During the Middle Ages, encryption methods became more sophisticated. One notable method was the Vigenère cipher, which used a keyword to determine the shifting pattern for each letter. This made the encryption more complex and resistant to simple decryption methods.

Rise of Cryptanalysis:

With the increasing use of encryption, the field of cryptanalysis, the study of breaking codes and ciphers, also developed. One of the most famous cryptanalysts in history is Al-Kindi, an Arab scholar who wrote a book on cryptography in the 9th century.

World War I and World War II:

Encryption played a significant role in both World War I and World War II. The German Enigma machine is one of the most famous examples. The efforts of Allied cryptanalysts, including Alan Turing, in breaking the Enigma code were crucial to the outcome of the war.

Modern Cryptography:

The development of modern cryptography is closely tied to advances in mathematics and computer science. The invention of the computer in the mid-20th century led to the development of more complex encryption algorithms. Public-key cryptography, which allows for secure communication over untrusted networks, was a major breakthrough in the 1970s with the invention of the RSA algorithm by Ron Rivest, Adi Shamir, and Leonard Adleman.

Standardization and Global Encryption:

The need for secure data transmission over the internet led to the establishment of encryption standards and protocols. The Data Encryption Standard (DES) and its successor, the Advanced Encryption Standard (AES), are widely used symmetric encryption algorithms. The development of the SSL/TLS protocol for secure web communication and the widespread adoption of HTTPS has furthered the use of encryption in everyday online activities.

Contemporary Encryption:

In the modern era, encryption is a fundamental component of digital security. It’s used for everything from securing online transactions to protecting personal data on smartphones. Strong encryption is essential to ensure the privacy and security of digital communications and data.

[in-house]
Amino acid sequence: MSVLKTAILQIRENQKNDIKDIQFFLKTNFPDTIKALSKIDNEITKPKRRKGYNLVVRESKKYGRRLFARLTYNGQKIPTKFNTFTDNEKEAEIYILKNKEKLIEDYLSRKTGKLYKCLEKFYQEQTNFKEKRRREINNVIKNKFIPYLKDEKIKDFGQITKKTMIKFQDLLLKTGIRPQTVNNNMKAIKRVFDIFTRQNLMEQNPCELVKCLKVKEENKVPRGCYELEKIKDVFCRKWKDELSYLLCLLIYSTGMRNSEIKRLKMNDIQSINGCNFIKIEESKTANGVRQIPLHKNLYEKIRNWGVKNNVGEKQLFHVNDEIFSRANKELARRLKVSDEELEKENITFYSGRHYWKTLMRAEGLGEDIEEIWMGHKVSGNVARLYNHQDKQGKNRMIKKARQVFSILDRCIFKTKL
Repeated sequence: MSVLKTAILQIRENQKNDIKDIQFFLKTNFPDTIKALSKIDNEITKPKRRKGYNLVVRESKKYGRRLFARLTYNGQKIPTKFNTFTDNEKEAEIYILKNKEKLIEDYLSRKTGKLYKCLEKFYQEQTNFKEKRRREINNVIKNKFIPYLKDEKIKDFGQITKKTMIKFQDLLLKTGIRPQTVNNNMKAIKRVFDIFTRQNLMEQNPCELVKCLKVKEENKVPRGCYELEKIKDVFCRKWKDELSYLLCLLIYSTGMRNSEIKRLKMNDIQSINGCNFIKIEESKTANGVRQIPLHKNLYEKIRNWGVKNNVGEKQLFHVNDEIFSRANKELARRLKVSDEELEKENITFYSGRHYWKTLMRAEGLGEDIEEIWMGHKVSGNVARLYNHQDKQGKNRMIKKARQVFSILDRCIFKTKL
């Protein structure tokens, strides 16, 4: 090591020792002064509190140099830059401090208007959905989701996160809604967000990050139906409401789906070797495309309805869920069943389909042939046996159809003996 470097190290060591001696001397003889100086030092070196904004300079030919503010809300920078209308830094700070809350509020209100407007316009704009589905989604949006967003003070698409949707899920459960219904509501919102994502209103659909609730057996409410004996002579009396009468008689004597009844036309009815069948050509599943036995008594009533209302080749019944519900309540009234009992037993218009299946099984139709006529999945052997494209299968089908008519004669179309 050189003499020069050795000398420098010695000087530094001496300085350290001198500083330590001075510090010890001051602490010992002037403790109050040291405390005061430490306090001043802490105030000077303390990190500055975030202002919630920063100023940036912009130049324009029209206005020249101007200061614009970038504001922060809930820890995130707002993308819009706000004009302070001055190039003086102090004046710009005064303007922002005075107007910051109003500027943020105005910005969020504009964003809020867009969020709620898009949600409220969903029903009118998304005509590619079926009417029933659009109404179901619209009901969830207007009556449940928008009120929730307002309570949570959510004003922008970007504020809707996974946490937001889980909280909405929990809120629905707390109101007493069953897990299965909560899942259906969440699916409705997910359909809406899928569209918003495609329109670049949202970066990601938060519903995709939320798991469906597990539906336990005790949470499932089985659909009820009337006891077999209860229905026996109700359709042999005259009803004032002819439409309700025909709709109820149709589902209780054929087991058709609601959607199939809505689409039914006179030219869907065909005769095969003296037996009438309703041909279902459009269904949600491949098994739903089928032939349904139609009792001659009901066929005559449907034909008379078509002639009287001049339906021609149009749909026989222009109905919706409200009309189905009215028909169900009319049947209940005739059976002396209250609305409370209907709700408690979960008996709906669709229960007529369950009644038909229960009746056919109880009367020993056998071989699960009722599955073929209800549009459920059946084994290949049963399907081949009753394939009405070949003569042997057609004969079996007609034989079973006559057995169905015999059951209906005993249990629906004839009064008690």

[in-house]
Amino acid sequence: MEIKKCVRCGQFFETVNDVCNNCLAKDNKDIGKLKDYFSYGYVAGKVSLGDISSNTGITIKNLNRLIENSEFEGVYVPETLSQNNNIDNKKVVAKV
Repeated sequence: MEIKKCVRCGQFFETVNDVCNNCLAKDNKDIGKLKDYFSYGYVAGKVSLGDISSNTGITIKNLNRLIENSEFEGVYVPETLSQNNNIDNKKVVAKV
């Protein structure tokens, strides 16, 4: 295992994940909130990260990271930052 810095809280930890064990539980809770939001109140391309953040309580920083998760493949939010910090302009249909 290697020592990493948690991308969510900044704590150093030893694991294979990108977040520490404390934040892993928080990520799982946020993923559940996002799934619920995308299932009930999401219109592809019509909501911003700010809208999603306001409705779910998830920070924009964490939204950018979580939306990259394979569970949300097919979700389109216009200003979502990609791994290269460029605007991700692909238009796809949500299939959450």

Encryption has evolved significantly over the centuries, with advances in technology and mathematics continually pushing the boundaries of what can be achieved in terms of securing information and communications. Today, encryption is a cornerstone of cybersecurity and privacy in the digital age.

Encryption with Python

Python offers a variety of encryption methods and libraries that allow you to secure data through encryption and decryption. Below are some of Python’s Encryption libraries complete with code examples:


  • Fernet is a symmetric encryption method that is part of the cryptography library.
  • It is designed for ease of use and provides a simple way to encrypt and decrypt data with a shared key.

Cryptography Library:

  • The cryptography library is a widely used library for implementing cryptographic operations in Python.
  • It provides high-level abstractions for various encryption algorithms and best practices for secure cryptography.
  • Supports symmetric and asymmetric encryption, hashing, digital signatures, and more.
  • Example: Using cryptography for symmetric encryption with the Fernet symmetric key encryption method:
from cryptography.fernet import Fernet

key = Fernet.generate_key()
f = Fernet(key)

plaintext = "Secret message".encode()
ciphertext = f.encrypt(plaintext)
decrypted_message = f.decrypt(ciphertext).decode()


  • The PyCryptodome library is a self-contained Python package of low-level cryptographic primitives.